Work and Life in the Mobile Society/Work/Demographics
“Laptops, cell phones, iPods and other devices have put work, socialization and entertainment on the move. In essence, our work and personal lives are increasingly characterized by mobility and intertwined with the technologies that enable it.” With this recent ‘information era’ comes a significant amount of studies that have been conducted around the world to better understand the gender and generation gaps when concerned with the wireless world. Upon further examination, a number of distinct gender and generation patterns came forth which persuades one to buy and make use of a particular mobile technology.
With staggering facts such as “By the year of 2009, mobile phones annual sales will reach one billion, and 40% of the world’s population will be mobile phone users” it is incredibly important for a technology company to understand key shopping tendencies, interests and attitudes of their target market when developing and selling a new communications device.
Age Differences[edit | edit source]
In a recent survey, it was clear that young people have different experiences with their mobile devices than do older people. For example, 33% of young Americans post photos to websites via mobile phones and use today’s ‘information era’ as a way to make new friends and experience more social interactions whereas less than 21% of older Americans engage in such wireless experiences. “Particularly for young people, texting on mobile devices has become as natural as putting on jeans in the morning.” The use of and interest in different mobile functions (internet/webcam/cell phone/text messaging etc…) are directly associated with the age of the user. Studies are showing that young users are comfortable with the more simplistic features of a device (narrower scope of functions) whereas aged adults (particularly males) are reported to be quite interested in the modern technology and more complex options (contacts/blue tooth/scheduling meetings etc…)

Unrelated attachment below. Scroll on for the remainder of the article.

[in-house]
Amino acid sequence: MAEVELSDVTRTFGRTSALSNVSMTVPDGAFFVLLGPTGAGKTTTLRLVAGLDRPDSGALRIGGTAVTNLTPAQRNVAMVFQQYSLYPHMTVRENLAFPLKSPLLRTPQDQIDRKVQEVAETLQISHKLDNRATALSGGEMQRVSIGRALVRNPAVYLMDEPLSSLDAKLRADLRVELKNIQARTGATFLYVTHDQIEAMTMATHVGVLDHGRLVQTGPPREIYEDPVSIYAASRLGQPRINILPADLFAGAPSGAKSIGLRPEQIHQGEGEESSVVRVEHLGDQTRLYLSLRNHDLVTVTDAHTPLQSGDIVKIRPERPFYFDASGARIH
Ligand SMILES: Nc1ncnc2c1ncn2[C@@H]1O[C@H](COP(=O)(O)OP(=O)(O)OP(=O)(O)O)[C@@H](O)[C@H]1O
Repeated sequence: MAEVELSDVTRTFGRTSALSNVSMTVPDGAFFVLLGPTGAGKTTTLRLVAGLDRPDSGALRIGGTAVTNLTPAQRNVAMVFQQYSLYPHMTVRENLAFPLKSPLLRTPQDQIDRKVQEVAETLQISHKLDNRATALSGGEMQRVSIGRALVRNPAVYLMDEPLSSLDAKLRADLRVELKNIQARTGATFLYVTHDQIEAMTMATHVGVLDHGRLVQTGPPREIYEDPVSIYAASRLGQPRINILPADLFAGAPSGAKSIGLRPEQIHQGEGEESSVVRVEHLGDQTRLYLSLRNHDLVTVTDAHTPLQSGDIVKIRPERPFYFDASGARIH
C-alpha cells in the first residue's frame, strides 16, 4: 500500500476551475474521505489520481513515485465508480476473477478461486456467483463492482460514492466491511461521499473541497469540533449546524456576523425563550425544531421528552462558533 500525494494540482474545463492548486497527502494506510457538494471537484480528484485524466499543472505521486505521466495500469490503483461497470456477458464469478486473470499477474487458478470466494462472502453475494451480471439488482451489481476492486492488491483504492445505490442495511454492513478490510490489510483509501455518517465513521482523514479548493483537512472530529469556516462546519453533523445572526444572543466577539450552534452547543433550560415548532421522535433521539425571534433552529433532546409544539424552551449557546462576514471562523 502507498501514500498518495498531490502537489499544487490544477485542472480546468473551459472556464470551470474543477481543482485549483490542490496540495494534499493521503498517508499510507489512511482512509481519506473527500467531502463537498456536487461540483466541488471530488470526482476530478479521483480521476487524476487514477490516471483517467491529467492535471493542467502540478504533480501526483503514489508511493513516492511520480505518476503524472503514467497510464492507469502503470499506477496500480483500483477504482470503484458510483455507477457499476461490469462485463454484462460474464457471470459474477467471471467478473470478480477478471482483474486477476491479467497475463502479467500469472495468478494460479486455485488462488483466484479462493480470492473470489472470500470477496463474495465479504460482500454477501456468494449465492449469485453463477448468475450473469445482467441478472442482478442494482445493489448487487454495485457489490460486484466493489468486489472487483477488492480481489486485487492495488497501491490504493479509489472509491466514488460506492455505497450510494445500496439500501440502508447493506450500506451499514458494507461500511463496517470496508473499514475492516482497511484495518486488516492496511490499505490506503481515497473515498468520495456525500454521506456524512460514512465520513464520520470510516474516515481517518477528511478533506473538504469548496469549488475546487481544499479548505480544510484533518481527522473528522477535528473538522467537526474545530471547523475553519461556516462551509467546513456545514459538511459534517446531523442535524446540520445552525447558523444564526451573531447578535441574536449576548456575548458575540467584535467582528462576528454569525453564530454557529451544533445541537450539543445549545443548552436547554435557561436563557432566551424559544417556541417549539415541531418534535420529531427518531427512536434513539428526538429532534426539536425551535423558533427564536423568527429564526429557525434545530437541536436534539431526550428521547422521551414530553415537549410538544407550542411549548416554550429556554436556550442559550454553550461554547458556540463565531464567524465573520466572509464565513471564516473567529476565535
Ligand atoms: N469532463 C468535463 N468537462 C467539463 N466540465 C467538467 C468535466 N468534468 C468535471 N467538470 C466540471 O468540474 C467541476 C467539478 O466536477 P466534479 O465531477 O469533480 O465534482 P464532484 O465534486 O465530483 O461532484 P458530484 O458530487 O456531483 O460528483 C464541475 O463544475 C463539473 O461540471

Gender Differences[edit | edit source]
In addition to age making a difference in the decisions made and usage in a mobile society, gender also plays a big role. “Adolescent females as well as adult women are more active in sending SMS messages while the males are emitting and receiving more audio calls.” Psychologically, it’s been said that “men seem to be faster technology adopters and have more incentive to try different new features provided. This might be due to a difference in attitudes of men and women towards new technology. Women tend to view technology as a tool, whereas men view it as entertainment.”
Conclusion[edit | edit source]
For these reasons, it is imperative for a marketing campaign to advertise the perfect product to the right buyer. Understanding the data that’s been collected and analyzed, the old, the young, the men and the women have very different needs and desires for their mobile devices. Utilizing this information, technology-led markets can implement a strong, well-defined and viable marketing strategy for today’s consumer. Keeping in mind that mobile studies will have to be on a continuous basis as there are “more than 177 million users of mobile phones, 205 million PC users and 211 million internet users in the USA alone” and from classrooms to workplaces, future uses of mobile will play out in ways none of us would ever image!
References[edit | edit source]
- Mirza, Momin Work and Life in the Mobile Society. “http://en.wikibooks.org/wiki/Work_and_life_in_the_mobile_society/Foreward”
- CNET: Gartner A billion cell phones by 2009. “http://news.-zdnet.com/2100-1035_22-5795100html?tag=zdfd.newsfeed”
- For this paper, ‘young people’ are categorized as 16 to 29 and ‘older people’ as 30 +
- Lasica, J.D. The Mobile Generation. 2007 report from roundtable on information technology. Page 22.
- Hoflich, J. More than just a telephone. “http://mtas.es/injuve/biblio/revistas/pdfs”
- Ling, Rich. 2001; “http://telenor.no/fou/program/nomadiske/articles”
- O’Connor E. Gauging the gender gap online. “ http://cnn.com/specials/views/effect/oconnor.genders.jul11”
- Lasica, J.D. The Mobile Generation. 2007 report from roundtable on information technology. Page 13.